Identity is very much related to the values people hold. For example, the Ethiopian identity is often said to be very communal and a lot of value is placed on people, on relationships. We see this back in our archive. One story is from Ato Yemane Gebre Amanuel. We have a photo that he took in his home during a celebration he threw for a friend after reconciling him with his wife. The Ethiopian identity is often said to be very communal, where people first and foremost care about people. Although we see the communal value decreasing in the city these days, it is an important value we ought to hold on to as Ethiopians—to value relationships.
What is the state of archiving in Ethiopia and the Horn of Africa?
Preservation of historical resources doesn’t seem to be a priority for the institutions we worked with so far. Many of the photos and antique objects we find are often damaged. There’s not much awareness about the importance of archiving or much know-how either. We’ve gone to the historical buildings in Addis Ababa, such as the two oldest hotels Taitu Hotel and Ras Hotel. We left heartbroken when they told us that they have no old photos in their storage. We found an amazing archive of photos at Addis Ababa University’s Yared School of Music and at the Hager Fikir Theatre. Unfortunately, there hasn’t been an attempt yet to digitize the photos. From these experiences, we can see that preservation isn’t really a priority for many institutions in Addis Ababa.We also see that preservation isn’t a priority because many “historical” buildings in our capital are being demolished.
For example, we decided to scan the archives of two cultural institutions, a theatre and a music school. We were surprised to find we were the first ones to ever scan these important images, but also noticed how poorly they were kept. Working on this has been a good reminder that structuring and keeping visual content is important for future generations. Sadly, it has also made us wonder how many images got lost and damaged over the years.
Vintage Addis has collected thousands of photos so far, from the 1940s to the 1980s. Who contributes photos and how can other people contribute?
We started with our families, close family friends and relatives, approaching them to contribute photos. Then we started going around old neighborhoods in Addis Ababa asking the elderly to share their photos with us. Some photos were collected from contacts, others we gathered at our pop-up exhibitions. We also collected photos from several institutions, hotels and photo studios. But the majority of our collection comes from our open calls on social media. Many people call us and come over to the office to drop off photos of themselves, their families and friends. If they live abroad, we have a scanning guide that we send them so they can scan accordingly and share with us. We are still open to receiving photos. If anyone is interested they can send us their contacts on our social media platforms or get in touch via email; send to [email protected].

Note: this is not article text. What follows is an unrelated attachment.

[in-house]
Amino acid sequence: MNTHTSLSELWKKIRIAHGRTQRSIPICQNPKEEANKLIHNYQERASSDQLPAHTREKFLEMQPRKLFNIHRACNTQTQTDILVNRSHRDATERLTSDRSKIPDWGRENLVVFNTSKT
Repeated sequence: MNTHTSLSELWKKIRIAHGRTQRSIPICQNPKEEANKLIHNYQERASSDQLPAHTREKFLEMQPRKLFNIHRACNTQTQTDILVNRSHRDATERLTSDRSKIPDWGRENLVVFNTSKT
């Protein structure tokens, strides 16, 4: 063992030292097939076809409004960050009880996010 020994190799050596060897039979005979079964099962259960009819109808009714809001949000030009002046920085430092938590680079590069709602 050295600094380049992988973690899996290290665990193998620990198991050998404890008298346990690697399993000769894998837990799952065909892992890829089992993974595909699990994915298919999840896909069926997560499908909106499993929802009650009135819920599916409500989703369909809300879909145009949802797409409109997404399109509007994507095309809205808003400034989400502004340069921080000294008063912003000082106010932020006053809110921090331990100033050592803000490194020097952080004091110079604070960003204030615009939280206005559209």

Were most of the photos taken by Ethiopians themselves of by foreign photographers who were visiting or working in Ethiopia?
Local photographers, both professional and amateur, took the majority of the photos in our collection. We have photos taken by individuals who owned cameras but also many taken in photo studios.
Foreign photographers have taken most of the photos that appear in books about the country. While such photos can have documentary value, they often lack intimacy. Vintage Addis Ababa is able to tell stories that are intimate and different because it collects photos from personal archive.
What are some of the challenges of archiving the photos?
Building trust is the biggest challenge. Since these photos are very sentimental to their owners, getting them to trust us was challenging. We don’t just ask them to share the physical photo, but also the story or memory behind it and we then share it with a wider audience. Another challenge is the follow-ups. Sometimes people promise to provide us with photos but then disappear on us. We often have to balance between reminding them and stalking them. It gets tough at times if we run out of content to share because we are 100% dependent on people.
Vintage Addis Ababa receives funding from non-African partners such as the European Union, Alliance EthioFrancaise and the Embassy of Switzerland. What about support closer to home and from the diaspora?
Our funding partners are non-African, but they are based in Addis Ababa and therefore understand the importance of our initiative. Approaching businesses has not been easy. We find that what we need to return would provide too much distraction from building the archive. We just completed a Kickstarter campaign where we have been able to get some support from Ethiopians in the diaspora and also adoptive parents.
Does the archive highlight leisure activities, such as sports?
Our archive is restricted to what kind of photos people had made of themselves, took, and which they kept. Sports photography, street photography, nightlife, and generally more variety is something I would like to see more. But the photos are a reflection or summary of photographs that are found by people in Addis Ababa.